Often, it is partly an issue of the overarching strategy not aligning with the smaller objectives, be they quarterly or yearly. If these are drafted correctly (ie, progress is easily measurable, achieving each delivers clear value, etc.), it should spill over into the hiring practices.

With the strategy and smaller objectives in line, clear roles and responsibilities can be defined. If not enough resources are available, then the hiring process can begin. Such a process is definitely not as fun or as attractive as hiring first, being productive later, but it leads to fewer problems down the road.

Expanding outwards

All businesses expand over time, even if the daily operations remain the same. As the customer base grows, managing it requires an increasingly large amount of resources. These cases, however, are fairly easy to get right. Two of the more complicated instances are:

  • Startups or fresh businesses. These are the most susceptible to chaotic growth and, potentially, mistakes. Resources are needed in all parts of the business, but it isn’t always clear how much. While the risks might be lower with third-party investments, these make it easier to “cover up” mistakes, which can be costly in the long run.
  • Development of a new product or service. Moving away from established operations will often require either small scale reorganization or new personnel to take care of the project. Either way, resources must be reallocated, and hiring is usually necessary.

At Oxylabs, our long-held belief that experimentation leads to innovation has helped us develop a repeatable process for new products and services. We start with the seemingly obvious – defining the roles needed for any scaling.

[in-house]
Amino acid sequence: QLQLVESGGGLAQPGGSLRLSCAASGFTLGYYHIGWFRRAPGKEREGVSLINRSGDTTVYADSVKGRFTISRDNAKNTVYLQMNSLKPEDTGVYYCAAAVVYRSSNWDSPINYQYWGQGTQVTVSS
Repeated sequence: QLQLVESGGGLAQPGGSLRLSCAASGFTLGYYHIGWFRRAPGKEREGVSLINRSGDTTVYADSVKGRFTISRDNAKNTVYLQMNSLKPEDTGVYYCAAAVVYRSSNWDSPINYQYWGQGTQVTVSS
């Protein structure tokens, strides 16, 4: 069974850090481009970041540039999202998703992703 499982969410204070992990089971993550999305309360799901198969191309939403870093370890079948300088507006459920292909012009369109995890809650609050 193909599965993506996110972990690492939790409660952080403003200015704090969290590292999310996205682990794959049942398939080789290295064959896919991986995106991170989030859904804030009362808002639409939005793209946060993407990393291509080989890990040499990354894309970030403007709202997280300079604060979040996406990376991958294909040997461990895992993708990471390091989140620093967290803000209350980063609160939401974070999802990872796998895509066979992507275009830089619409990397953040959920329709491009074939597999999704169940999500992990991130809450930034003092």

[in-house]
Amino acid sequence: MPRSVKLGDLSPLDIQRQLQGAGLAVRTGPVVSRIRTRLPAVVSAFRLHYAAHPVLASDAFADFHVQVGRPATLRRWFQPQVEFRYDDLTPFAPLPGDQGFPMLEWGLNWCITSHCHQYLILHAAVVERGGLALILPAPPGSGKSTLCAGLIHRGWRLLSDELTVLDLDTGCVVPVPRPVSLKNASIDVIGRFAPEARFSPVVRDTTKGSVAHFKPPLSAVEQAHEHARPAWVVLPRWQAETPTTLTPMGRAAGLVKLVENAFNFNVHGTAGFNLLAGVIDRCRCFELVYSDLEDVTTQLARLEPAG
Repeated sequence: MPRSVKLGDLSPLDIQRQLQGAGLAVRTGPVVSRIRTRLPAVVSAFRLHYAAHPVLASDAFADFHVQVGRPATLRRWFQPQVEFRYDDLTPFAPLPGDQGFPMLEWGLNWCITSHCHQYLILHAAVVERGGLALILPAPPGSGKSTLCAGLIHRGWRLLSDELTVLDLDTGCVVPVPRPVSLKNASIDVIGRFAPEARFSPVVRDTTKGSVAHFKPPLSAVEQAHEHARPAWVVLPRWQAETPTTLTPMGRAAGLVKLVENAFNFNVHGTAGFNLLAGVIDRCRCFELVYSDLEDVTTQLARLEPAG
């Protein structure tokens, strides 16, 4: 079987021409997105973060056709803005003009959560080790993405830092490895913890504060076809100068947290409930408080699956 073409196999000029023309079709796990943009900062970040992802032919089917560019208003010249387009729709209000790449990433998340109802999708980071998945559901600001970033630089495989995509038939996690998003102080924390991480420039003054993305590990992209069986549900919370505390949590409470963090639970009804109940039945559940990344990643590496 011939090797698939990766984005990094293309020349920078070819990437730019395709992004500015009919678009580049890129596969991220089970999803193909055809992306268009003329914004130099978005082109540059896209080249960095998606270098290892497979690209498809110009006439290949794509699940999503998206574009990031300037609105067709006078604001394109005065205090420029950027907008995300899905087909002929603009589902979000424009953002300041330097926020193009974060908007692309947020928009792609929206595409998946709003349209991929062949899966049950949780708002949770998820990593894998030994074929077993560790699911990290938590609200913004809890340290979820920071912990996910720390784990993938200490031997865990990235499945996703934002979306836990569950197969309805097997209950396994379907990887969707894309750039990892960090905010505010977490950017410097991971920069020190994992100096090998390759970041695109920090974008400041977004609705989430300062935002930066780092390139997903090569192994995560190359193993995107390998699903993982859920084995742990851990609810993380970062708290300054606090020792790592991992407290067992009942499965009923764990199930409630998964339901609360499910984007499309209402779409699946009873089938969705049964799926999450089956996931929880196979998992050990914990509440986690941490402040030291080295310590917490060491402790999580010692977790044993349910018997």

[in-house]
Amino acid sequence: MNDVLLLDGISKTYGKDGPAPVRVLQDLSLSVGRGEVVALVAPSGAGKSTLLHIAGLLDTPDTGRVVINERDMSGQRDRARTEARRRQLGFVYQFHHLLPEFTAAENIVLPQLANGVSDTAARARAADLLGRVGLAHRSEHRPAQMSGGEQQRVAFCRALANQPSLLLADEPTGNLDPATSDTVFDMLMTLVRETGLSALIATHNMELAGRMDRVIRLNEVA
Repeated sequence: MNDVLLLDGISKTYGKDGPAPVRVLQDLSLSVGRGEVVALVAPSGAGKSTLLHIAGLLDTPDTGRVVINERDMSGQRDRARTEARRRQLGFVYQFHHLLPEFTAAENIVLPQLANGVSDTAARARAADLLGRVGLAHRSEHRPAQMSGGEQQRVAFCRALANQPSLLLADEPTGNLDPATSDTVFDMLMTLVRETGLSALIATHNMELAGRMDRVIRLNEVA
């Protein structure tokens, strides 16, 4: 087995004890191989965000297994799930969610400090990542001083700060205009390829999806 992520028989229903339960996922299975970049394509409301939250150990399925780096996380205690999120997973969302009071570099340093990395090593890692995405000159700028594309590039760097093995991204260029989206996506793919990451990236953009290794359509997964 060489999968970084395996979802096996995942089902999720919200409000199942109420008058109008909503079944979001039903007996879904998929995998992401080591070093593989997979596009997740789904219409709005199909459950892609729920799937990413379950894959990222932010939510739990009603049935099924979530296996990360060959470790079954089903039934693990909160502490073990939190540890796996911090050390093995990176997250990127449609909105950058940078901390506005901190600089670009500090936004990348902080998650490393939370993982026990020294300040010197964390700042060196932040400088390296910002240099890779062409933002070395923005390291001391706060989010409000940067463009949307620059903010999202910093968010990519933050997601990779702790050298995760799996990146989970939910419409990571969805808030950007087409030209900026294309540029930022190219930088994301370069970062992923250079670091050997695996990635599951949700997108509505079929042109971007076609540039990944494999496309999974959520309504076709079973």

Additionally, our new projects receive OKRs like any other already existing product. While we provide more leeway for them, quarterly goals help us benchmark growth against other services.

As all of our products and services will be at least tangentially related to our existing brand, our teams already have lots of overlapping experience that would be useful for the project. As such, we carefully evaluate how many people are needed and who would be available.

Projects, in some sense, start as part time ventures that are evaluated with that in mind. Slowly, as they become more successful, we start adding full time people to the project. Eventually, it becomes so big that it can branch out to be completely independent.

Such an approach saves us a significant amount of resources and potential heartbreak. Explosive growth can lead to cases where massive reorganization might be required, resulting in people being moved to projects they don’t enjoy or even in firings.

Conclusion

Explosive growth is possible and has a lot of potential. The cases where it is applicable, however, are few and far between. If implemented improperly, it can create a huge resource sink and cause many issues in the long run.

Therefore, taking things slow and pursuing sustainable growth is the right thing to do more often than not. It will save a lot of time, resources, and heartache. Finally, it will even show the project’s true potential even better as a lot of mistakes can be covered up by throwing money at them.